The 2022 World Press Freedom Index has labelled Fiji the worst nation in the Pacific for journalists, with intimidation and other restrictions threatening open civic space in the country. 

Reporters Without Borders, the global press freedom watchdog behind the index, says journalists are often subjected to intimidation or even imprisonment when they are overly critical of the government or attempt to hold leaders accountable by ensuring they deliver on their promises. 

The nation placed in the 102nd position out of 180 counties. 

"Journalists [in Fiji] face the threat of heavy fines or imprisonment for publishing material ‘contrary to the public or national interest,’ a term that is poorly defined in the law,” the index explains. “Against this backdrop, many journalists must think twice before publishing content critical of the authorities.”

The use of discriminatory advertising practices by Fijian authorities was also highlighted. 

The index revealed that during the height of the COVID-19 pandemic, Fijian leaders withheld ads from the Fiji Times. The paper was also forbidden to distribute in various parts of the country “because the government argued that ‘the press is a non-essential service.’” 

Defending the right of anyone — including the media — to speak freely without fear of retaliation or violence is key to inclusive democracies, good governance and sustainable development, and is considered the antidote to authoritarianism. 

According to the United Nations, the media plays an important role in advancing public understanding of economic, social and environmental issues: the three key pillars of sustainable development. Additionally, the organisation explains that a free, open press provides crucial opportunities for the most vulnerable people to have a voice and share their thoughts and opinions.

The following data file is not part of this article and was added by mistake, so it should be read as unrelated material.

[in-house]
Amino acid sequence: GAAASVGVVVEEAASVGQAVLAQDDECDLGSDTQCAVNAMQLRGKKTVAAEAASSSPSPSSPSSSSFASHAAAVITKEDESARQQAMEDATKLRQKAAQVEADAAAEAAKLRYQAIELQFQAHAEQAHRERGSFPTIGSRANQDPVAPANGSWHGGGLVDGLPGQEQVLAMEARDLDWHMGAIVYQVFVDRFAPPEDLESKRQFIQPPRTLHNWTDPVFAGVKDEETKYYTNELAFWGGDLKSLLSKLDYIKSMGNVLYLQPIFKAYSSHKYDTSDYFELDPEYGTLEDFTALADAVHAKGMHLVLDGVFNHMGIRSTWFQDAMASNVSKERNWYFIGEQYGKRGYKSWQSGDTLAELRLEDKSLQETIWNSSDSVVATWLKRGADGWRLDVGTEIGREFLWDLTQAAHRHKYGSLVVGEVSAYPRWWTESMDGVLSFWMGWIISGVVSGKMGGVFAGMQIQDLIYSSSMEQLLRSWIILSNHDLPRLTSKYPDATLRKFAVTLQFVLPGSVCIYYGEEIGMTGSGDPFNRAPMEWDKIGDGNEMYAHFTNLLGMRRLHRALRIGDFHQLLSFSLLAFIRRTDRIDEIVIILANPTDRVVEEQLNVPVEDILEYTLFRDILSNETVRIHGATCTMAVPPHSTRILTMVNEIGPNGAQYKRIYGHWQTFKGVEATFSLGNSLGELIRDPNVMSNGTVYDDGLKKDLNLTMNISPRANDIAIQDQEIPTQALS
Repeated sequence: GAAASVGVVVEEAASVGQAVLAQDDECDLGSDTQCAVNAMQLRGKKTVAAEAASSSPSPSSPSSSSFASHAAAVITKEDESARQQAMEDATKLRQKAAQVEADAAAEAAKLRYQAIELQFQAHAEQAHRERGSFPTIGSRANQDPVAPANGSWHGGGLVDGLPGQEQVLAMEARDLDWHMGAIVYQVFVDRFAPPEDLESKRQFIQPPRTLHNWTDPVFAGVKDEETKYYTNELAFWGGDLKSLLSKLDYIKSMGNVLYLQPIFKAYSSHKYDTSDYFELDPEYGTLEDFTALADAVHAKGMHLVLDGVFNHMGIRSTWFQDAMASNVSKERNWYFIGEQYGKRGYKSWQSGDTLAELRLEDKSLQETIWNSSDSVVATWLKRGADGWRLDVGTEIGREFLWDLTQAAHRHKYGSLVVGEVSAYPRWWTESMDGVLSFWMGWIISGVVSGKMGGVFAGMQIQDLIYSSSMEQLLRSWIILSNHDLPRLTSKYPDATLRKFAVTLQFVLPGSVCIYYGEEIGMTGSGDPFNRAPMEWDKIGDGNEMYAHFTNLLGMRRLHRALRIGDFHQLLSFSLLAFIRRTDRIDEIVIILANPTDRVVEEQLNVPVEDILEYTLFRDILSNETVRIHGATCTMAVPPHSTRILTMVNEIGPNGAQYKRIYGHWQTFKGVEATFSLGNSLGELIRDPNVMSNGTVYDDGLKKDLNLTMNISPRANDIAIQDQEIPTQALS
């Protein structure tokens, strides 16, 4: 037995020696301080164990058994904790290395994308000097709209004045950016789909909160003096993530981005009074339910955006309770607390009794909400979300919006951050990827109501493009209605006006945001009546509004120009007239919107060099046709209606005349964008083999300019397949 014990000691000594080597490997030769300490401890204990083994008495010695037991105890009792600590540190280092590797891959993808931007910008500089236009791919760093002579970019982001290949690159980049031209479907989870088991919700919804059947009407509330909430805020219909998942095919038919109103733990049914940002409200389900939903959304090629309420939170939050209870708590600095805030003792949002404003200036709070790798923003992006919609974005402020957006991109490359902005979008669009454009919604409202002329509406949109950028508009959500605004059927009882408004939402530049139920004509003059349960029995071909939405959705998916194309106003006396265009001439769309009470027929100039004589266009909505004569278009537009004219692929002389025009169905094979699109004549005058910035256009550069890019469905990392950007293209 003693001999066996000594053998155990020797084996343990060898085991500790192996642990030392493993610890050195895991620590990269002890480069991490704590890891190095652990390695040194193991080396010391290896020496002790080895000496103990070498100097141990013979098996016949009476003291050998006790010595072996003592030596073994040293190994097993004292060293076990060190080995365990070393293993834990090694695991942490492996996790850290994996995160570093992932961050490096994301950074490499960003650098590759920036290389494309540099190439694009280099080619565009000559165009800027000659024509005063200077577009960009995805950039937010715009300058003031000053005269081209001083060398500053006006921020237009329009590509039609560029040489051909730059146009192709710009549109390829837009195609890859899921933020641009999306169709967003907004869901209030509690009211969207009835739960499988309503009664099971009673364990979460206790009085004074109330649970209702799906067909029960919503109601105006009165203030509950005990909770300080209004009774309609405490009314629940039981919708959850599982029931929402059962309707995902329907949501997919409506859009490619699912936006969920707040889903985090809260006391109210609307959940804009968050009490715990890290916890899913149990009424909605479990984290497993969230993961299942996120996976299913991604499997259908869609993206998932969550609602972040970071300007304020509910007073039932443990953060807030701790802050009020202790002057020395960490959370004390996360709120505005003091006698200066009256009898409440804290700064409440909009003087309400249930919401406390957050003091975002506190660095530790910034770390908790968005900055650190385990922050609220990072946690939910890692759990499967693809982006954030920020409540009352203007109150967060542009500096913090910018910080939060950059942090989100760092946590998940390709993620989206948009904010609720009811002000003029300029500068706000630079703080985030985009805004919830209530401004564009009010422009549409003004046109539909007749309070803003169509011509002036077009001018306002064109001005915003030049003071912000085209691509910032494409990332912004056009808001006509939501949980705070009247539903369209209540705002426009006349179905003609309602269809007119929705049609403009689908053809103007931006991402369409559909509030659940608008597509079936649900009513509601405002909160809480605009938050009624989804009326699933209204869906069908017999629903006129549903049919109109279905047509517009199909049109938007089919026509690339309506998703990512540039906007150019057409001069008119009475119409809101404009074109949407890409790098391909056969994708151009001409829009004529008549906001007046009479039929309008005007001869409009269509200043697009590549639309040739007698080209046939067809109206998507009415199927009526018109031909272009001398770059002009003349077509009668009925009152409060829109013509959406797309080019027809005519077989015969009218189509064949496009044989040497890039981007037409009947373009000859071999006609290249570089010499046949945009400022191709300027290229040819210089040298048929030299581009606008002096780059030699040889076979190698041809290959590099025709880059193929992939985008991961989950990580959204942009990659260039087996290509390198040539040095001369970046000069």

“The media plays a central role in informing the public about global, national and local events and is a powerful medium for shaping opinion and policy,” the United Nations added. “Changes in national policies often come about after a sustained media campaign raising public awareness and causing national debates.”

The United Nations’ UNESCO agency, meanwhile, sites a “strong positive correlation” between freedom of expression and higher incomes, lower infant mortality rates and increased adult literacy. Borgen Magazine, likewise, reveals that history has long proven that the corrosion of democracy heightens issues like food insecurity, violence and poverty.

Just under a third of Fiji’s population live under the poverty line. 

The latest poverty figures reveal the nation has in fact seen poverty gradually increase over the past half-decade or so, from 28.1% in 2013 and 2014 to 29.9% in 2019 and 2020. 

North Korea came last in this year’s Index, followed by Eritrea, Iran and Turkemnistan. 

Other nation’s in the Asia-Pacific to be labbeled in the “problamtic,” “difficult,” and “very serious” categories include Tonga, Papua New Guinea, Japan, Nepal, Malaysia, Thailand, Indonesia, Singapore, Cambodia, Sri Lanka, Philippines, Hong Kong, India, Pakistan, Laos, Bangladesh, Vietnam, China and Myanmar.


Demand Equity

Fiji Named Worst Nation in Pacific for Press Freedom and Open Civic Space

By Madeleine Keck